Shellwork has always been a part of Aboriginal women’s culture, with shells having many uses including for adornment and for the crafting of ingenious items such as fishing hooks.
As early as the 1880s, Aboriginal women have been recorded as selling beautifully decorated baskets at Circular Quay in Sydney. Later, missionaries working with communities at La Perouse in Sydney, encouraged Aboriginal women to create beautiful trinkets that they could sell to tourists as a way of ‘civilising’ the women and providing them with an income. This included intricate heart shaped boxes, Harbour Bridges and babies shoes. Visitors who took the tram to the end of the line at La Perouse in Sydney, could purchase the items from the makers there whilst on a day out at the beach.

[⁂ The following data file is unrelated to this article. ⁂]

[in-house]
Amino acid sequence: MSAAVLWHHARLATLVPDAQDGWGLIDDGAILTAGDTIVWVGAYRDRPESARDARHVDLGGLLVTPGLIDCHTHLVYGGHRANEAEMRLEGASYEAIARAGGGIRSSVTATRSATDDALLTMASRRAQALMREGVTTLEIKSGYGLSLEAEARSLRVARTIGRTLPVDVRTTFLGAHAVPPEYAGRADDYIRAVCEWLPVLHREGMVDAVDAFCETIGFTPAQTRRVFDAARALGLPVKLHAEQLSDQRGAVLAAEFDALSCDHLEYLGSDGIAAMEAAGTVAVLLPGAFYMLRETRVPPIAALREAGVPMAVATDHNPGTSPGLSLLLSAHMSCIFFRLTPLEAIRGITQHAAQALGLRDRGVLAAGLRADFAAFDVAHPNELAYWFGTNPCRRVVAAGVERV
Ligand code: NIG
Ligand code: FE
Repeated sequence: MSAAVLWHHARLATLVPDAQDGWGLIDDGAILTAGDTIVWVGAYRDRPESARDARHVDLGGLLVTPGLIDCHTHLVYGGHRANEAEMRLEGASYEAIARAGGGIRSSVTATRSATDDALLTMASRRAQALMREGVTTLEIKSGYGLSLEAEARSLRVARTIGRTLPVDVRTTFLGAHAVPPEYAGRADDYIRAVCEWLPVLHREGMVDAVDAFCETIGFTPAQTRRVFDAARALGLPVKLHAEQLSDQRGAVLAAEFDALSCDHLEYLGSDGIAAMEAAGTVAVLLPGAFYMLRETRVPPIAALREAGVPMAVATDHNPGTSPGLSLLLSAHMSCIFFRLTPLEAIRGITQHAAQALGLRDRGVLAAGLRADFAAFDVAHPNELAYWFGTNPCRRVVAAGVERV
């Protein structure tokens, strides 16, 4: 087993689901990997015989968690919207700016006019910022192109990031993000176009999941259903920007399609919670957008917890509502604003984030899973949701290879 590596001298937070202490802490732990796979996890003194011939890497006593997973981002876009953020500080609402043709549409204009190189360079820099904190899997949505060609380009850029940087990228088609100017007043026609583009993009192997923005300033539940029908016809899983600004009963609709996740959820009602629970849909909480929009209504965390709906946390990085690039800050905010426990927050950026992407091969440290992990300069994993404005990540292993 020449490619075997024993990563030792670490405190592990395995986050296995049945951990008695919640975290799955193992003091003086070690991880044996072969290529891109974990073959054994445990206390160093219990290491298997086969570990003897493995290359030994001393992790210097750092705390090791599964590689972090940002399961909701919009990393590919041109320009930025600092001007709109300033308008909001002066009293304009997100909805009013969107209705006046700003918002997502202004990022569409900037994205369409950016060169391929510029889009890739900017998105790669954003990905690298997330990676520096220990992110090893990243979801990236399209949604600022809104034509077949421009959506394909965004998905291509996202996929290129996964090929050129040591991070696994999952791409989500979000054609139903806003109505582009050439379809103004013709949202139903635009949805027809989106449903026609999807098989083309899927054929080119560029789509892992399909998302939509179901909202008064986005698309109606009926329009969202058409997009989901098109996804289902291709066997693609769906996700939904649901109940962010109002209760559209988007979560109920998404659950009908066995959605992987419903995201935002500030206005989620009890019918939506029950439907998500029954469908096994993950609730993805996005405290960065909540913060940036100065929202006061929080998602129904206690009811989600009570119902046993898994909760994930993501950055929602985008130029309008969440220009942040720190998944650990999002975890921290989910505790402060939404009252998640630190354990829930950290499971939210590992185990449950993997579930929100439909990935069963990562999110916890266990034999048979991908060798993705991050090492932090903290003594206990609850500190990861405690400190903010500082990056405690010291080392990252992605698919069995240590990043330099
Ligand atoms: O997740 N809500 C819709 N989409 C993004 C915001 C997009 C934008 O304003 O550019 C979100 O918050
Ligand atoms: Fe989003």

Ironically, the missionaries did not realise that by encouraging this practise, they were providing the women with a way of connecting more deeply with their culture and their ancestors, rather than disconnecting them, as they intended.
This intricate form of artwork has been shared amongst families throughout the south coast of NSW including the Illawarra, where women continue the art work today. Pieces are held in the collections of state and national museums and galleries, and were highlighted in the Wollongong Art Gallery exhibition Shimmer in early 2016.
22 Kenny St Wollongong, NSW, 2500.
02 4228 1585